Pro tip: Check your credit score before you apply for a mortgage pre-approval. Lenders will take a look at your credit report to see if you are responsible with debt payments. If your credit score is low, you might be deemed unworthy of a mortgage and risk a refusal to approve it or unfavourable mortgage terms.


The stress test  


In January of 2018, new mortgage rules took effect, and now home buyers need to pass a test to apply for a mortgage. The purpose of this test is to prove that you can afford what you claim you can spend on a property.


Your mortgage will be tested against qualifying interest rates higher than your actual rate. If you can take higher rates, then it means you will still have enough to meet your financial responsibilities.


The mortgage stress test is only subject to federally regulated institutions. So, if you want to skip the stress of the test, choose a credit union or other lenders when you apply for a mortgage.


Learn more about the mortgage stress test here.


Questions to ask your lender


Before getting pre-approved, you need to make sure that you understand what you are getting into. Always ask your lender these basic questions about your mortgage pre-approval:


  1. Can the approval get extended?

  2. What are the payment options? What about prepayment options?

  3. Do you offer life, critical illness, disability, and employment mortgage insurance?

  4. Can I lock the interest rate?

  5. If interest rates go down, will my rate go down as well?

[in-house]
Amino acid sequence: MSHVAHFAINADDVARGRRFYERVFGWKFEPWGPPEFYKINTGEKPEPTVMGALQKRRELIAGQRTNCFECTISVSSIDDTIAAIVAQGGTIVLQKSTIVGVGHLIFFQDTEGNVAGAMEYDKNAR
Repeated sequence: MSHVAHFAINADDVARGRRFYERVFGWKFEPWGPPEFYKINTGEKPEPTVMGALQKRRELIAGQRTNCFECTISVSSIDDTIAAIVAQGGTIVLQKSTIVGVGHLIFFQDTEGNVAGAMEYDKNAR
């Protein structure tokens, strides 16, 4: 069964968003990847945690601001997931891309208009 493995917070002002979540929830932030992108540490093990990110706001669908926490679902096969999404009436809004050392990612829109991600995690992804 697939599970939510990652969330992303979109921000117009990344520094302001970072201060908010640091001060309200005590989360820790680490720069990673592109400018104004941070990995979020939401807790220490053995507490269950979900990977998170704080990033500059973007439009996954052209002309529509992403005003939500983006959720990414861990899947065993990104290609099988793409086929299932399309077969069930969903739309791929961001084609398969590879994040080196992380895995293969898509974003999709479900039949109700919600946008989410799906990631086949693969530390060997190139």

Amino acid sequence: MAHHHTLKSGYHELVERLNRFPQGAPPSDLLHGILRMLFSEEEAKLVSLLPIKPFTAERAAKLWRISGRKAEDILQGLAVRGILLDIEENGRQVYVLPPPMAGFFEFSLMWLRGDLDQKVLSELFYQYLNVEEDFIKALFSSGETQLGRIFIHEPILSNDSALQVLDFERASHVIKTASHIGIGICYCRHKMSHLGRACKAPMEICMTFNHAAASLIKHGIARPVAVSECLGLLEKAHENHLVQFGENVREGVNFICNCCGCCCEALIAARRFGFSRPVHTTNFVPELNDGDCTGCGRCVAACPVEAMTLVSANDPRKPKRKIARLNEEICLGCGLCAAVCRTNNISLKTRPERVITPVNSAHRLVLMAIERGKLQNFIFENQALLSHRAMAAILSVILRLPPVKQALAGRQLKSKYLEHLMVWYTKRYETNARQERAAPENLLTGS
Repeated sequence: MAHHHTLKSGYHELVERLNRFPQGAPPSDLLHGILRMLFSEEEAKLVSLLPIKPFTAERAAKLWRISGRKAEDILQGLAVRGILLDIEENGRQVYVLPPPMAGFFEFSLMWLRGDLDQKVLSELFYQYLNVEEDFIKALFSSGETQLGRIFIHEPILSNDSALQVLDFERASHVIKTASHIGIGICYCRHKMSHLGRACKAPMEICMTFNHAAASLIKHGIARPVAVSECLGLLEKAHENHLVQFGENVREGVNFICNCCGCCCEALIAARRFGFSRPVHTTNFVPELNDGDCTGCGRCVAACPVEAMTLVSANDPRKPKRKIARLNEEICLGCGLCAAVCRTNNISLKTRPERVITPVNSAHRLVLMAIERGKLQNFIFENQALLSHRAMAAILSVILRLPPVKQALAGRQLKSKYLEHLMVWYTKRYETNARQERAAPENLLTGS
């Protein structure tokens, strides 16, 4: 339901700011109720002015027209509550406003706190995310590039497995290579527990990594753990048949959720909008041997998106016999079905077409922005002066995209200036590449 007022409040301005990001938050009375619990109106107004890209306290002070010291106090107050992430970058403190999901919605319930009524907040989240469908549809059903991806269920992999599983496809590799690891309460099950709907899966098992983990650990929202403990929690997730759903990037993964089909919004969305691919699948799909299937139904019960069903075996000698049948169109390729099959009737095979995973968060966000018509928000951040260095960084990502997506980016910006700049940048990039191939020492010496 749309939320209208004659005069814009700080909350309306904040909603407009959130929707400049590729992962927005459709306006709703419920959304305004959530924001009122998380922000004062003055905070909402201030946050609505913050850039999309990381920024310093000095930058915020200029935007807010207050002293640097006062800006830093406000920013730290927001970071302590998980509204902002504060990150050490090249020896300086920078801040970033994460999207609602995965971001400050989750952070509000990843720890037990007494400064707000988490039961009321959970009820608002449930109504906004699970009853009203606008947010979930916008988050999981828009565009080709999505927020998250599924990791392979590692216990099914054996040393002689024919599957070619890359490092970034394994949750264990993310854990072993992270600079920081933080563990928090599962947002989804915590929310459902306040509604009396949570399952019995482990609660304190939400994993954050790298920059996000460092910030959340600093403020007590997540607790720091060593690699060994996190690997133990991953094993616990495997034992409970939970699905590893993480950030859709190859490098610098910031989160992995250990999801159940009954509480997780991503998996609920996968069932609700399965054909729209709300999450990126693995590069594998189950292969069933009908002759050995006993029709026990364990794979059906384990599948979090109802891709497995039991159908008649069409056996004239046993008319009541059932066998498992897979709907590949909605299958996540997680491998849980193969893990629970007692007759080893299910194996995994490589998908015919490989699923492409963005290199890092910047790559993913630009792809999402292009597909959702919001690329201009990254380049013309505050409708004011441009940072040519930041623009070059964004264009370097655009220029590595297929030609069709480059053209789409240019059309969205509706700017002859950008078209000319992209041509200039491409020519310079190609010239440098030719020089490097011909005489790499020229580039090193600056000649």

Your mortgage pre-approval checklist


If you are ready to get a mortgage pre-approval, make sure that you have all the documents in place to prove your eligibility.


Use our checklist to prepare your application. Here are some documents you need to bring to your lender:



Get ready to negotiate  


After your approval, you can negotiate your mortgage contract (this is where a mortgage broker comes in handy!) Try to get the terms that work in your favour and always remember to read the contract carefully before you sign it.


You can negotiate several different terms and conditions. These include the amortization period, the term, your payment schedule, the interest rate, and the type of mortgage.


The best mortgage rate


Hunting for a mortgage rate that suits your needs? Get help from a professional or search for mortgage rates with Homicity.


Homicity

Homicity helps you find your dream home in the perfect community. Whether you are buying, renting, or selling, you can navigate the Canadian real estate market with confidence with our expert advice, market news, and recommendations powered by AI.